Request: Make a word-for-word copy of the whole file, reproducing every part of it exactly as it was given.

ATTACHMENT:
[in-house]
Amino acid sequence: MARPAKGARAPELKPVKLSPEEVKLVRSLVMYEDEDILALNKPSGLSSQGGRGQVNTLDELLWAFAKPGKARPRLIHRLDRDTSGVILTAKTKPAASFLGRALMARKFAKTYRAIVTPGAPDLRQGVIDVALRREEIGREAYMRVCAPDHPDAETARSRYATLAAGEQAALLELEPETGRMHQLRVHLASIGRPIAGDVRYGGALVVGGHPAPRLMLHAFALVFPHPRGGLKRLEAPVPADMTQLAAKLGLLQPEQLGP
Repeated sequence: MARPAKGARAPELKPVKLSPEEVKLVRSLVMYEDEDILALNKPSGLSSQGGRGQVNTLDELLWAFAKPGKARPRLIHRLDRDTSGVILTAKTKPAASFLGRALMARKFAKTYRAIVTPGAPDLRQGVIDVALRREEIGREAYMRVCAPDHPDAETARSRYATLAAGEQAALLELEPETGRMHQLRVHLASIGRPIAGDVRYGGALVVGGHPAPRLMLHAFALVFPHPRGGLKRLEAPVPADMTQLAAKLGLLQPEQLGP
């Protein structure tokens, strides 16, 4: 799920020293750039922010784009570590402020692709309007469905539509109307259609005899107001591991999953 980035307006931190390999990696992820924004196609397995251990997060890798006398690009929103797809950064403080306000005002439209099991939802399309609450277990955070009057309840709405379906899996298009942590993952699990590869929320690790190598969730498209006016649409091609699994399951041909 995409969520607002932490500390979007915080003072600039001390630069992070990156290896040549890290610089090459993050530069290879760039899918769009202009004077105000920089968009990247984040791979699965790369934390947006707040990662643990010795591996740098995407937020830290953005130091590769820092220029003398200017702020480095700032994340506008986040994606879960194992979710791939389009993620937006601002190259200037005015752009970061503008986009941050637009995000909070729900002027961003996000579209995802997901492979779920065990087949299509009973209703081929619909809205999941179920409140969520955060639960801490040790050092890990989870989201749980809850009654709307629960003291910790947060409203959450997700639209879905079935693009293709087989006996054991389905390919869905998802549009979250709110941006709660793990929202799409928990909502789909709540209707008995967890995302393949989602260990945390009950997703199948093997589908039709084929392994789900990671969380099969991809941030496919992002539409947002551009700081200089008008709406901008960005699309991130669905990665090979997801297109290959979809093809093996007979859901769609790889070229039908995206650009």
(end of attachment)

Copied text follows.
[in-house]
Amino acid sequence: MARPAKGARAPELKPVKLSPEEVKLVRSLVMYEDEDILALNKPSGLSSQGGRGQVNTLDELLWAFAKPGKARPRLIHRLDRDTSGVILTAKTKPAASFLGRALMARKFAKTYRAIVTPGAPDLRQGVIDVALRREEIGREAYMRVCAPDHPDAETARSRYATLAAGEQAALLELEPETGRMHQLRVHLASIGRPIAGDVRYGGALVVGGHPAPRLMLHAFALVFPHPRGGLKRLEAPVPADMTQLAAKLGLLQPEQLGP
Repeated sequence: MARPAKGARAPELKPVKLSPEEVKLVRSLVMYEDEDILALNKPSGLSSQGGRGQVNTLDELLWAFAKPGKARPRLIHRLDRDTSGVILTAKTKPAASFLGRALMARKFAKTYRAIVTPGAPDLRQGVIDVALRREEIGREAYMRVCAPDHPDAETARSRYATLAAGEQAALLELEPETGRMHQLRVHLASIGRPIAGDVRYGGALVVGGHPAPRLMLHAFALVFPHPRGGLKRLEAPVPADMTQLAAKLGLLQPEQLGP
């Protein structure tokens, strides 16, 4: 799920020293750039922010784009570590402020692709309007469905539509109307259609005899107001591991999953 980035307006931190390999990696992820924004196609397995251990997060890798006398690009929103797809950064403080306000005002439209099991939802399309609450277990955070009057309840709405379906899996298009942590993952699990590869929320690790190598969730498209006016649409091609699994399951041909 995409969520607002932490500390979007915080003072600039001390630069992070990156290896040549890290610089090459993050530069290879760039899918769009202009004077105000920089968009990247984040791979699965790369934390947006707040990662643990010795591996740098995407937020830290953005130091590769820092220029003398200017702020480095700032994340506008986040994606879960194992979710791939389009993620937006601002190259200037005015752009970061503008986009941050637009995000909070729900002027961003996000579209995802997901492979779920065990087949299509009973209703081929619909809205999941179920409140969520955060639960801490040790050092890990989870989201749980809850009654709307629960003291910790947060409203959450997700639209879905079935693009293709087989006996054991389905390919869905998802549009979250709110941006709660793990929202799409928990909502789909709540209707008995967890995302393949989602260990945390009950997703199948093997589908039709084929392994789900990671969380099969991809941030496919992002539409947002551009700081200089008008709406901008960005699309991130669905990665090979997801297109290959979809093809093996007979859901769609790889070229039908995206650009």